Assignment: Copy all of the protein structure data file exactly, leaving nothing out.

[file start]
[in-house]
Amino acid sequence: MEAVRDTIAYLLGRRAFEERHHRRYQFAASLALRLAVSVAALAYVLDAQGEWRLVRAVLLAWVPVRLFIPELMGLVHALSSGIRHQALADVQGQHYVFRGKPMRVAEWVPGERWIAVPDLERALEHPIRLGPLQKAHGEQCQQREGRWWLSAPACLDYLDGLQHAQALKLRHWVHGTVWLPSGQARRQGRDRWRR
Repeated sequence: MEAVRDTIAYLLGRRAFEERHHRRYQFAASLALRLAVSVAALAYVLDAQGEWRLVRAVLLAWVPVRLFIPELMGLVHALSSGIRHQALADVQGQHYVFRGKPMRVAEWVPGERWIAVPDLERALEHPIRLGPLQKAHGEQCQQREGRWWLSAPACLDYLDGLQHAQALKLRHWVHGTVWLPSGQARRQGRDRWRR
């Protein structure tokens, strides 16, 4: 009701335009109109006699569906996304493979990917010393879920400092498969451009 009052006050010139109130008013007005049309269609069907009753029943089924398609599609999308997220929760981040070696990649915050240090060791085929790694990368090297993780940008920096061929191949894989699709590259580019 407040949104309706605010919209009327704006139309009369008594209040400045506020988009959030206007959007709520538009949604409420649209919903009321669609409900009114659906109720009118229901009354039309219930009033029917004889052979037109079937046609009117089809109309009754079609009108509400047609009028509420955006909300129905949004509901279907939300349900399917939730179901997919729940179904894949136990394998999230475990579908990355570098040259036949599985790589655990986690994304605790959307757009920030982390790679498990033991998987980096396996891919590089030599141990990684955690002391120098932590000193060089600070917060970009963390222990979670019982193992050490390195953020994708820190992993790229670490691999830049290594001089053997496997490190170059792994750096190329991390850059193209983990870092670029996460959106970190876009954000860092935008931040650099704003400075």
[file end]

[in-house]
Amino acid sequence: MEAVRDTIAYLLGRRAFEERHHRRYQFAASLALRLAVSVAALAYVLDAQGEWRLVRAVLLAWVPVRLFIPELMGLVHALSSGIRHQALADVQGQHYVFRGKPMRVAEWVPGERWIAVPDLERALEHPIRLGPLQKAHGEQCQQREGRWWLSAPACLDYLDGLQHAQALKLRHWVHGTVWLPSGQARRQGRDRWRR
Repeated sequence: MEAVRDTIAYLLGRRAFEERHHRRYQFAASLALRLAVSVAALAYVLDAQGEWRLVRAVLLAWVPVRLFIPELMGLVHALSSGIRHQALADVQGQHYVFRGKPMRVAEWVPGERWIAVPDLERALEHPIRLGPLQKAHGEQCQQREGRWWLSAPACLDYLDGLQHAQALKLRHWVHGTVWLPSGQARRQGRDRWRR
């Protein structure tokens, strides 16, 4: 009701335009109109006699569906996304493979990917010393879920400092498969451009 009052006050010139109130008013007005049309269609069907009753029943089924398609599609999308997220929760981040070696990649915050240090060791085929790694990368090297993780940008920096061929191949894989699709590259580019 407040949104309706605010919209009327704006139309009369008594209040400045506020988009959030206007959007709520538009949604409420649209919903009321669609409900009114659906109720009118229901009354039309219930009033029917004889052979037109079937046609009117089809109309009754079609009108509400047609009028509420955006909300129905949004509901279907939300349900399917939730179901997919729940179904894949136990394998999230475990579908990355570098040259036949599985790589655990986690994304605790959307757009920030982390790679498990033991998987980096396996891919590089030599141990990684955690002391120098932590000193060089600070917060970009963390222990979670019982193992050490390195953020994708820190992993790229670490691999830049290594001089053997496997490190170059792994750096190329991390850059193209983990870092670029996460959106970190876009954000860092935008931040650099704003400075």